How Chicken Used to be Cooked for Emperor Akbar?

Do you know the favourite food of Emperor Akbar? It may be same as yours! Yes he used to love chicken. Domestic chicken was the year-round flavoured fowl in Moghul dishes, while peacock, goose, quail, parrot and partridge were all considered only a part of the seasonal hunt. So, love towards chicken in India or elsewhere is not new, it dates back to the Moghul time.

Here’s how chickens were pampered in the Imperial Kitchens….

Those times kitchens were responsible for rearing the breeds of chicken especially for the banquets and for making any special dish for the Emperor Akbar. Palace chickens were hand fed with the pellets that were fragrant with rose essence and saffron. They were massaged daily with oils of musk and sandalwood. Only when they were considered plump and exuding fragrant they were deemed to be ready for the table of Emperors.

Emperor Akbar was very particular about what he used to eat

A very high standard was maintained in the court and the Emperor was very particular about how the food was prepared and presented. So, he used to direct the cooks to prepare the chicken dish 200 times before it was finally satisfied with what was dished out for him.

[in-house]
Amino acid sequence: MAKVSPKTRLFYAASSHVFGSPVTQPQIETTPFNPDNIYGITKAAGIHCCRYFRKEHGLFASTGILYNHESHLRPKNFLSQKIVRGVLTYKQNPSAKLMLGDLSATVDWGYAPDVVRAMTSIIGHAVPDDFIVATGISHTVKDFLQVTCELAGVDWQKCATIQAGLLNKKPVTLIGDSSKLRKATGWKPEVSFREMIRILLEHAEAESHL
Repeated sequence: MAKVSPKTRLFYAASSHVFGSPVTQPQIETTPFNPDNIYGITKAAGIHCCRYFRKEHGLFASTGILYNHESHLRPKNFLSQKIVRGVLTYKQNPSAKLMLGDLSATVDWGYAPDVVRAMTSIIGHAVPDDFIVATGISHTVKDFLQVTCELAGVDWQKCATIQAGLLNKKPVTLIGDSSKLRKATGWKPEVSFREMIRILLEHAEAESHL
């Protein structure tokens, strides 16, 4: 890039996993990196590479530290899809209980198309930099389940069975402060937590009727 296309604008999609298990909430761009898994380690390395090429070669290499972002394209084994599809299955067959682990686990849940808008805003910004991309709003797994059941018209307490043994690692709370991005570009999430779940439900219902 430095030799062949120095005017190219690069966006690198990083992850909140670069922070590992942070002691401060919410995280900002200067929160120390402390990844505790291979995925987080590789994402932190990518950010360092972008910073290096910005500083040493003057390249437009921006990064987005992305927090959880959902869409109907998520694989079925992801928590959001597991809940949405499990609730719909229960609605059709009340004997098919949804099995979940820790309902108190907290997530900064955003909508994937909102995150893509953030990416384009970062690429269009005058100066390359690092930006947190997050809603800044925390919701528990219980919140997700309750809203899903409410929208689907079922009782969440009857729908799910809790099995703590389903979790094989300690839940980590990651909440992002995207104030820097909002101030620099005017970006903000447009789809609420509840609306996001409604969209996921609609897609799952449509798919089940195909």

How the chicken used to be?

A very careful attention was paid to the skinning of chicken prior to the preparation and its presentation. Either whole or cut into pieces, it was often combined with other ingredients such as minced or ground lamb, apricots, sultans and nuts, particularly almonds, to appear as exotic dishes of whole chicken stuffed with minced lamb, chicken pieces in an apricot puree or in an almond sauce. The wonderful fragrance of saffron, rose, musk and sandalwood rising from the steam of the chicken pilaus or biryanis that were presented for the emperor’s approval. The skin of chicken is always removed to allow the spices and marinades to penetrate the flesh.

The Present Scenario in Tandoor Style of Cooking:

There has been a phenomenal rise in the popularity of tandoori-style dishes since 1960s. The name comes from an earthenware oven called tandoor, which is heated red hot with coals. Marinated chicken, meat or fish is fed onto long skewers and grilled by heat both from the hot ash of the coals and the reflected heat of the oven walls. The meat is cooked quickly and emerges dry on the outside but succulent and moist on the inside, with a particular flavour from having being cooked in the clay oven. Tandoor ovens are also commonly used for baking flat breads.